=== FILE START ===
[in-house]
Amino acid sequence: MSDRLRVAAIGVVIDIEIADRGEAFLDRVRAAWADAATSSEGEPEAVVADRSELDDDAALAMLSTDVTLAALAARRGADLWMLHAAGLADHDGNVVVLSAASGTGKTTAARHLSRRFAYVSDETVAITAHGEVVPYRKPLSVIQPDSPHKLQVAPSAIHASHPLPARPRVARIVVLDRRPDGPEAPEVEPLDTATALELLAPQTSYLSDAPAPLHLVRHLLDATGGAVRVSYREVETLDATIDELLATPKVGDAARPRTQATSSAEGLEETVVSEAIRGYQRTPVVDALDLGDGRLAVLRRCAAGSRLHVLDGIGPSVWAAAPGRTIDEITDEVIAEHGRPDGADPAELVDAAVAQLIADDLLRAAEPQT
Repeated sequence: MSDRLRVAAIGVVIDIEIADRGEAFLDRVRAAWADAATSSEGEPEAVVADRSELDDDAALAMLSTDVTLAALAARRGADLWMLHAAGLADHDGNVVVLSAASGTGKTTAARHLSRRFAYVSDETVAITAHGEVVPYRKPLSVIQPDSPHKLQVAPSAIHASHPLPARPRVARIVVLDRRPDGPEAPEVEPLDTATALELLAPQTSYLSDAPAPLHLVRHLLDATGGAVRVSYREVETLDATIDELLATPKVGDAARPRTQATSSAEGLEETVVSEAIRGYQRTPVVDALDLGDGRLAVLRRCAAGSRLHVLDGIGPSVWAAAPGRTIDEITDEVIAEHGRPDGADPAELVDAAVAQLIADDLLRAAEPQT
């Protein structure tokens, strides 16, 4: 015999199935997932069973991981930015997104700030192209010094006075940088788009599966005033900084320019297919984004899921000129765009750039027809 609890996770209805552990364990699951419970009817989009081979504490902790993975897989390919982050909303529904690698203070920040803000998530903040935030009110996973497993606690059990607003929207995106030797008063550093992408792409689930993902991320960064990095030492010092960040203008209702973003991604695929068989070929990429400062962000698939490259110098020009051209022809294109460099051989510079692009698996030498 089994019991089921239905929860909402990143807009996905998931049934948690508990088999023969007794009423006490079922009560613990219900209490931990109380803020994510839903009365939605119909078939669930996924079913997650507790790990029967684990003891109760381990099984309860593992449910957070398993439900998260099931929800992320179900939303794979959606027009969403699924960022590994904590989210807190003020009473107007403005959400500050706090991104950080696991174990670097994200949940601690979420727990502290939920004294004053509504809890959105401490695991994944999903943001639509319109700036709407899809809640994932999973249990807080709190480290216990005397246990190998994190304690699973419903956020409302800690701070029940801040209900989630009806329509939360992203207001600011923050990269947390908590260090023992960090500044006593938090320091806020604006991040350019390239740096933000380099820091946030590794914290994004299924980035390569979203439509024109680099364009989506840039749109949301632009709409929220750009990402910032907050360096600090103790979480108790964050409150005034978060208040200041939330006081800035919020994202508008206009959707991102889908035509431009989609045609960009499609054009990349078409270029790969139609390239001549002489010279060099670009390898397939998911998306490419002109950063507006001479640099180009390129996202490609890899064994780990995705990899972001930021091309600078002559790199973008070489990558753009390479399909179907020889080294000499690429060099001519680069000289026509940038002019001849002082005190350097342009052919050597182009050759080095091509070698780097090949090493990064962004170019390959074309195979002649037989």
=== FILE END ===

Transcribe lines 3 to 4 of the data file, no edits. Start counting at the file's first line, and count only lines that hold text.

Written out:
Repeated sequence: MSDRLRVAAIGVVIDIEIADRGEAFLDRVRAAWADAATSSEGEPEAVVADRSELDDDAALAMLSTDVTLAALAARRGADLWMLHAAGLADHDGNVVVLSAASGTGKTTAARHLSRRFAYVSDETVAITAHGEVVPYRKPLSVIQPDSPHKLQVAPSAIHASHPLPARPRVARIVVLDRRPDGPEAPEVEPLDTATALELLAPQTSYLSDAPAPLHLVRHLLDATGGAVRVSYREVETLDATIDELLATPKVGDAARPRTQATSSAEGLEETVVSEAIRGYQRTPVVDALDLGDGRLAVLRRCAAGSRLHVLDGIGPSVWAAAPGRTIDEITDEVIAEHGRPDGADPAELVDAAVAQLIADDLLRAAEPQT
């Protein structure tokens, strides 16, 4: 015999199935997932069973991981930015997104700030192209010094006075940088788009599966005033900084320019297919984004899921000129765009750039027809 609890996770209805552990364990699951419970009817989009081979504490902790993975897989390919982050909303529904690698203070920040803000998530903040935030009110996973497993606690059990607003929207995106030797008063550093992408792409689930993902991320960064990095030492010092960040203008209702973003991604695929068989070929990429400062962000698939490259110098020009051209022809294109460099051989510079692009698996030498 089994019991089921239905929860909402990143807009996905998931049934948690508990088999023969007794009423006490079922009560613990219900209490931990109380803020994510839903009365939605119909078939669930996924079913997650507790790990029967684990003891109760381990099984309860593992449910957070398993439900998260099931929800992320179900939303794979959606027009969403699924960022590994904590989210807190003020009473107007403005959400500050706090991104950080696991174990670097994200949940601690979420727990502290939920004294004053509504809890959105401490695991994944999903943001639509319109700036709407899809809640994932999973249990807080709190480290216990005397246990190998994190304690699973419903956020409302800690701070029940801040209900989630009806329509939360992203207001600011923050990269947390908590260090023992960090500044006593938090320091806020604006991040350019390239740096933000380099820091946030590794914290994004299924980035390569979203439509024109680099364009989506840039749109949301632009709409929220750009990402910032907050360096600090103790979480108790964050409150005034978060208040200041939330006081800035919020994202508008206009959707991102889908035509431009989609045609960009499609054009990349078409270029790969139609390239001549002489010279060099670009390898397939998911998306490419002109950063507006001479640099180009390129996202490609890899064994780990995705990899972001930021091309600078002559790199973008070489990558753009390479399909179907020889080294000499690429060099001519680069000289026509940038002019001849002082005190350097342009052919050597182009050759080095091509070698780097090949090493990064962004170019390959074309195979002649037989």